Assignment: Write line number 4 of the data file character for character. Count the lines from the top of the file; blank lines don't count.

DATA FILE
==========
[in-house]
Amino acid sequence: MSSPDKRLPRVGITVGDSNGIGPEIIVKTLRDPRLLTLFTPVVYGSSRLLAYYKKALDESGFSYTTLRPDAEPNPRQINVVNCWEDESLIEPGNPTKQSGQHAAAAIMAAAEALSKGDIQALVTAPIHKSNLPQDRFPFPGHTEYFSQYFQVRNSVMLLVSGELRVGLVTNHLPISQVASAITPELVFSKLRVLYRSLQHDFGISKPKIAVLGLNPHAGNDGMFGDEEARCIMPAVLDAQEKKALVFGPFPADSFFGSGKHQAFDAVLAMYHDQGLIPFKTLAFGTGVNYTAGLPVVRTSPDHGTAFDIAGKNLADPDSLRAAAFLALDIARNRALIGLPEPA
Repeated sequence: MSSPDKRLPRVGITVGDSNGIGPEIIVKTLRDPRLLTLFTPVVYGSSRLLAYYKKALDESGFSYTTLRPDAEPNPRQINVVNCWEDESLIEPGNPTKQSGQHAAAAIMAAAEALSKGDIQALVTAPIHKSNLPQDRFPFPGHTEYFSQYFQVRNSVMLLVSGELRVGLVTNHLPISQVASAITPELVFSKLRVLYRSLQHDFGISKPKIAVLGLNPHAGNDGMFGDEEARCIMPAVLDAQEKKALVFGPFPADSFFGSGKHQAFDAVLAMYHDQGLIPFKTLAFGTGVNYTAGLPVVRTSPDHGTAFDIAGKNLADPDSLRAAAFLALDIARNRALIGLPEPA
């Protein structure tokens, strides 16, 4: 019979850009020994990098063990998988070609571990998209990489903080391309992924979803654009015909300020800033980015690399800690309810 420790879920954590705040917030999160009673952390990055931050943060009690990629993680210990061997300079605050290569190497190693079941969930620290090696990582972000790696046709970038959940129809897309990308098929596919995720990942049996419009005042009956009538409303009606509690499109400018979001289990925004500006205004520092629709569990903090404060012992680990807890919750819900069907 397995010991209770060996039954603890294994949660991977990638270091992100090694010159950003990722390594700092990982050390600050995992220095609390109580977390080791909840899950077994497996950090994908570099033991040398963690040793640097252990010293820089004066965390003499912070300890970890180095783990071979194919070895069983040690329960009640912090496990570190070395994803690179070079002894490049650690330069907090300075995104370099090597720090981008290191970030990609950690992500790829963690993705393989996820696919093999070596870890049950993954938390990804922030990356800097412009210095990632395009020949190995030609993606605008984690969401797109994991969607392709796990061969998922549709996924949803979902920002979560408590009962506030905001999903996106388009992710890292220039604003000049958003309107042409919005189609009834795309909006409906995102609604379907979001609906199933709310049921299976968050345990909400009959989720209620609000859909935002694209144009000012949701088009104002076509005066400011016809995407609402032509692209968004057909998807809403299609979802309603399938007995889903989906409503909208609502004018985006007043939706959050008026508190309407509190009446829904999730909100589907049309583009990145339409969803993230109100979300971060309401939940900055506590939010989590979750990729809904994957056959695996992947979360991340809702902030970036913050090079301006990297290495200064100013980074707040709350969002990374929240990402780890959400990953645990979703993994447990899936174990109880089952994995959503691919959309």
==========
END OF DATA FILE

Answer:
């Protein structure tokens, strides 16, 4: 019979850009020994990098063990998988070609571990998209990489903080391309992924979803654009015909300020800033980015690399800690309810 420790879920954590705040917030999160009673952390990055931050943060009690990629993680210990061997300079605050290569190497190693079941969930620290090696990582972000790696046709970038959940129809897309990308098929596919995720990942049996419009005042009956009538409303009606509690499109400018979001289990925004500006205004520092629709569990903090404060012992680990807890919750819900069907 397995010991209770060996039954603890294994949660991977990638270091992100090694010159950003990722390594700092990982050390600050995992220095609390109580977390080791909840899950077994497996950090994908570099033991040398963690040793640097252990010293820089004066965390003499912070300890970890180095783990071979194919070895069983040690329960009640912090496990570190070395994803690179070079002894490049650690330069907090300075995104370099090597720090981008290191970030990609950690992500790829963690993705393989996820696919093999070596870890049950993954938390990804922030990356800097412009210095990632395009020949190995030609993606605008984690969401797109994991969607392709796990061969998922549709996924949803979902920002979560408590009962506030905001999903996106388009992710890292220039604003000049958003309107042409919005189609009834795309909006409906995102609604379907979001609906199933709310049921299976968050345990909400009959989720209620609000859909935002694209144009000012949701088009104002076509005066400011016809995407609402032509692209968004057909998807809403299609979802309603399938007995889903989906409503909208609502004018985006007043939706959050008026508190309407509190009446829904999730909100589907049309583009990145339409969803993230109100979300971060309401939940900055506590939010989590979750990729809904994957056959695996992947979360991340809702902030970036913050090079301006990297290495200064100013980074707040709350969002990374929240990402780890959400990953645990979703993994447990899936174990109880089952994995959503691919959309």